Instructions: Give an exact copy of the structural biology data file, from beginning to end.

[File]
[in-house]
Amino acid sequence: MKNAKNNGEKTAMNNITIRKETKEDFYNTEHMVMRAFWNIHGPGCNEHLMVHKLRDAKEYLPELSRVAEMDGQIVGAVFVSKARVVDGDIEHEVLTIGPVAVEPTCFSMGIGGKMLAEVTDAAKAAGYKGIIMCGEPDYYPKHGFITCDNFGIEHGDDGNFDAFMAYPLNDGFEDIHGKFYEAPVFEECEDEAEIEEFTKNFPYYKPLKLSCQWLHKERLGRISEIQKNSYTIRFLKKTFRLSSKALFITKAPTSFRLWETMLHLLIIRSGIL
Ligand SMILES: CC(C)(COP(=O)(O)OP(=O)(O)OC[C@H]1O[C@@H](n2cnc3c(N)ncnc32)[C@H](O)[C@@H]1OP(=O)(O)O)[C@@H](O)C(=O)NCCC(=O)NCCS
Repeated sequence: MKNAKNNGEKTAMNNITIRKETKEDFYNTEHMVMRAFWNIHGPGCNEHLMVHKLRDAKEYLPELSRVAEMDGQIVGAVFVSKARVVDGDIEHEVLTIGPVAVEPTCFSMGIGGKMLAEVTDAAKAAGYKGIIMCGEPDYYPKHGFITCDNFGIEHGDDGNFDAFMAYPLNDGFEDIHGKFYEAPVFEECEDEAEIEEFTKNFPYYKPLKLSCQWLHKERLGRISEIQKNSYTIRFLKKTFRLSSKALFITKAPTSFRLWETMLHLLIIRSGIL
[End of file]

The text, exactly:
[in-house]
Amino acid sequence: MKNAKNNGEKTAMNNITIRKETKEDFYNTEHMVMRAFWNIHGPGCNEHLMVHKLRDAKEYLPELSRVAEMDGQIVGAVFVSKARVVDGDIEHEVLTIGPVAVEPTCFSMGIGGKMLAEVTDAAKAAGYKGIIMCGEPDYYPKHGFITCDNFGIEHGDDGNFDAFMAYPLNDGFEDIHGKFYEAPVFEECEDEAEIEEFTKNFPYYKPLKLSCQWLHKERLGRISEIQKNSYTIRFLKKTFRLSSKALFITKAPTSFRLWETMLHLLIIRSGIL
Ligand SMILES: CC(C)(COP(=O)(O)OP(=O)(O)OC[C@H]1O[C@@H](n2cnc3c(N)ncnc32)[C@H](O)[C@@H]1OP(=O)(O)O)[C@@H](O)C(=O)NCCC(=O)NCCS
Repeated sequence: MKNAKNNGEKTAMNNITIRKETKEDFYNTEHMVMRAFWNIHGPGCNEHLMVHKLRDAKEYLPELSRVAEMDGQIVGAVFVSKARVVDGDIEHEVLTIGPVAVEPTCFSMGIGGKMLAEVTDAAKAAGYKGIIMCGEPDYYPKHGFITCDNFGIEHGDDGNFDAFMAYPLNDGFEDIHGKFYEAPVFEECEDEAEIEEFTKNFPYYKPLKLSCQWLHKERLGRISEIQKNSYTIRFLKKTFRLSSKALFITKAPTSFRLWETMLHLLIIRSGIL